Phishing is a social engineering attack attempting to scam users of information systems to access personal and cooperate information such as name, address, bank details, and credit card details [29]. It is made of the socio-technical mode of social engineering attacks [14]. Scammers using phishing attacks may embed links to redirect users to suspicious websites that appear legitimate.

These scams create a sense of urgency to manipulate users to act in a manner that challenges good judgment [30]. Helmi et al. defined phishing as a computer security attack. The attacker tends to trick users by using fake websites that are masqueraded to appear and look just like the authentic website—for example, prompting the potential victims to share their data or install it into their computer hidden harmful software [31].

4.1.2 Tailgating

This social engineering attack technique uses tailgating and piggybacking to access restricted areas [32]. The attack is a physical model of social engineering attack [14]. The intruder follows the susceptive victim (an authorised person) into a restricted area in tailgating. It is pretty straightforward as hanging tight for somebody who has approved admittance to enter a place and afterwards acting like somebody who failed to remember an identification or is there for an exact reason, like support [33]. This attack exposes those who have the power to access information systems or restricted areas or grant access to users of those systems by the attacker who may impersonate delivery personnel or others who may require temporal access to the system or premise [30]. For example, an intruder trying to have physical access to an authorised place may ask an authorised person with an RFID to hold the door open to have access because he forgot his RFID Card [32,34].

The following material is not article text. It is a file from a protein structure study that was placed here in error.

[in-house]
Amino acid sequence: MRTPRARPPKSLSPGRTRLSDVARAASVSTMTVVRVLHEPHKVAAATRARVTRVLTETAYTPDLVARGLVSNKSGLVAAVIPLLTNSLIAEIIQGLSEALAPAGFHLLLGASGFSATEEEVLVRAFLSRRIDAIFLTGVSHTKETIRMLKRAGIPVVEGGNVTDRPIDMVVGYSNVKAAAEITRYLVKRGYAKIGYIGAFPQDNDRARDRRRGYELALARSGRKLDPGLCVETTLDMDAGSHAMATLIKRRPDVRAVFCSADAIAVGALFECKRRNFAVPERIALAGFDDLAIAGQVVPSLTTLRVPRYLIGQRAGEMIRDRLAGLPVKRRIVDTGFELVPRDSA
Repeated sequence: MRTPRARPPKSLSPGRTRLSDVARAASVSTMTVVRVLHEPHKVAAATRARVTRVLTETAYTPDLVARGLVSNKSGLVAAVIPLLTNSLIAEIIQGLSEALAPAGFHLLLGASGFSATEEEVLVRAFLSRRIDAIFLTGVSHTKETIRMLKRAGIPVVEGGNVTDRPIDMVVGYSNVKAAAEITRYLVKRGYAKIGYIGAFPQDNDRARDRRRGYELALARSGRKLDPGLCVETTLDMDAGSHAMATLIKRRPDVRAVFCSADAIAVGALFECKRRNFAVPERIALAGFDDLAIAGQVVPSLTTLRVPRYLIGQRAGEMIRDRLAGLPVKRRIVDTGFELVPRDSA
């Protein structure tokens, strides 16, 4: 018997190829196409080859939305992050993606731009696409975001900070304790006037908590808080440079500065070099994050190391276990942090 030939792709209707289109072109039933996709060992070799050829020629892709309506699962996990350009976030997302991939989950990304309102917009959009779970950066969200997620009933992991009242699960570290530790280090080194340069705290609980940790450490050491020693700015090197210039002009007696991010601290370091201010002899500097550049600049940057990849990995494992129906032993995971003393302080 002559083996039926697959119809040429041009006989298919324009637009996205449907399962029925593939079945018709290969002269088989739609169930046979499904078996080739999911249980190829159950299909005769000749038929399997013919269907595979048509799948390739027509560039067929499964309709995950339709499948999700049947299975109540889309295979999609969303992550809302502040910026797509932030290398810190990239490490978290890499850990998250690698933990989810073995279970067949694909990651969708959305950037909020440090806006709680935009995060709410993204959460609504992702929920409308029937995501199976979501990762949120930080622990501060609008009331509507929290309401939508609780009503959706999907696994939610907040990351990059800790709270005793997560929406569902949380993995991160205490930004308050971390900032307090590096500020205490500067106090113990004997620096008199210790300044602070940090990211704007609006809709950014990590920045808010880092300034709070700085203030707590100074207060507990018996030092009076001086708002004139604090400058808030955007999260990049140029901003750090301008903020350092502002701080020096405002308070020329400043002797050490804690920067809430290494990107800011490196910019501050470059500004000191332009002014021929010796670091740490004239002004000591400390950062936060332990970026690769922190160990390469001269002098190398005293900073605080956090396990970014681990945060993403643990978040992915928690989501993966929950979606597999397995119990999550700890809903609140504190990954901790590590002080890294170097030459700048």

4.1.3 Pretexting

Pretexting is an attack driven by a fabricated scenario designed by the attacker, attempting to confirm and steal personal or organisational information from the target [30,35]. Before phishing became the most used social engineering technique, pretexting was the pervading [36]. In terms of an advanced intrusion attempt to exploit a weakness of a company or an individual, this method requires the intruder to build a credible story outline that leaves no or little room for questions or doubt by the targeted users. The trick uses fear and urgency while creating a sense of trust in the user while the attacker convinces the victim to confirm or obtain sought information [30].

The pretexting methods require valid information to avoid getting caught [37,38]. This could disadvantage the attacker in getting credible information to convince the susceptive victim. This attack can be presented through a cell phone, electronic mail, or a physical mean [32]. Example “One of the candidates from Shandong province, China, applied for a scholarship. The criminal network got the information about the candidate, and the social engineers contacted the candidate asking him about the scholarship and asking him to pay a remittance, which will be returned with the scholarship amount. The student trusted and transferred the amount, which then is withdrawn by the criminals, thus, making SE attackers successful in their attack” [7]. Another example is the act of reverse social engineering [39].